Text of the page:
When the world’s fastest men competed for the 100m Olympic gold medal in Athens, 2004, four athletes crossed the line in a blur. But the event organisers didn’t just squint and pick a winner. Rather, they used high speed video to slow down the motion and changed the method of observation so that it became clear that the new champion was Justin Gatlin.
It brings to mind a project I once worked on where we were trying to control air flows inside a dry powder inhaler. The powder kept ending up in the wrong place, and nobody knew why. We had tried different geometries, but to no avail. Finite element modelling hadn’t helped either.
“You can’t see what’s going on because it’s opaque”, people said. Well, true to a point, but with only a little effort it was easy to prototype transparent parts and set up a video camera at 2000 frames per second to visualise the particles. It was beautiful, and you could see each particle whirling about on its journey from the hopper to its final resting place stuck on the side wall. It soon became apparent that the problem started as the particles crossed a particular join in the moulding. This enabled us to focus our attention on that particular problem spot, and we soon found a leak. It was then a simple engineering job to seal the leak and recover the performance that was expected.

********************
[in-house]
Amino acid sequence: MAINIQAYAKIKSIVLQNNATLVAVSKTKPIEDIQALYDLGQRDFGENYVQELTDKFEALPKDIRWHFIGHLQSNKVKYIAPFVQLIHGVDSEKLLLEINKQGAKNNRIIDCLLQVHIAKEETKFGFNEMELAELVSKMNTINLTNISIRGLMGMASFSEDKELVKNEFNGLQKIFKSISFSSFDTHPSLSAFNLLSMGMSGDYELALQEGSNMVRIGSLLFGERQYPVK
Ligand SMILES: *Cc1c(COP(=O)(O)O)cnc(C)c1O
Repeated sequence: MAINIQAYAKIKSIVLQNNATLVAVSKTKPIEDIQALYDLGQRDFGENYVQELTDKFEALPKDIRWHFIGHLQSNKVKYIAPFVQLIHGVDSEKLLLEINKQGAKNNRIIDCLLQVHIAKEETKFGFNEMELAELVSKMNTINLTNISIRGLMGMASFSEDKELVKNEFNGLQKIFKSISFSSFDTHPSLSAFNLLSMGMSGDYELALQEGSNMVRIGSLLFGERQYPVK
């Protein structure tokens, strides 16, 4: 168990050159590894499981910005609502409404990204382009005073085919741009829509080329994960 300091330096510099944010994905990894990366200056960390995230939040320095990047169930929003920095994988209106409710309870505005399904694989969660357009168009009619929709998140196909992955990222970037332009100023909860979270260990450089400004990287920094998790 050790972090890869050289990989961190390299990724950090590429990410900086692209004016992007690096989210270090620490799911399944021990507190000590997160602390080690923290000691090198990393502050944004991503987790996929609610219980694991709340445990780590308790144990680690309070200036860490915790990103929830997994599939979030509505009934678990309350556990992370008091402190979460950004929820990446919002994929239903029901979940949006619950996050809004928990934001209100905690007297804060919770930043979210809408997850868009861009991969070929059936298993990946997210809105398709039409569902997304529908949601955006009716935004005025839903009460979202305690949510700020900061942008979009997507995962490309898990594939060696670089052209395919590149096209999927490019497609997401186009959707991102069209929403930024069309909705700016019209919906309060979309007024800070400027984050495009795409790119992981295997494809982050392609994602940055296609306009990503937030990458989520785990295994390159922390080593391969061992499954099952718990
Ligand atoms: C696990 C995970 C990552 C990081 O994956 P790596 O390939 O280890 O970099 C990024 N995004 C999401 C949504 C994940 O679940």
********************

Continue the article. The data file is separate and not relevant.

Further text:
We have used high speed video on numerous projects at frame rates over 100,000 per second. Sophisticated techniques can be used to quantify stresses in moving parts and relate their behaviour to material properties. There are also more sophisticated variations, such as stroboscopes and particle image velocimetry, which uses pulsed lasers to visualise the movement of particles over tens of microseconds.
Have you ever had your prototype working, only to see it do something unexpected in its next iteration? In the next article, we look at a technique for staying at the best performance.
Please contact Keith Turner if you think we could help you or if you would like to be alerted to the next strategy.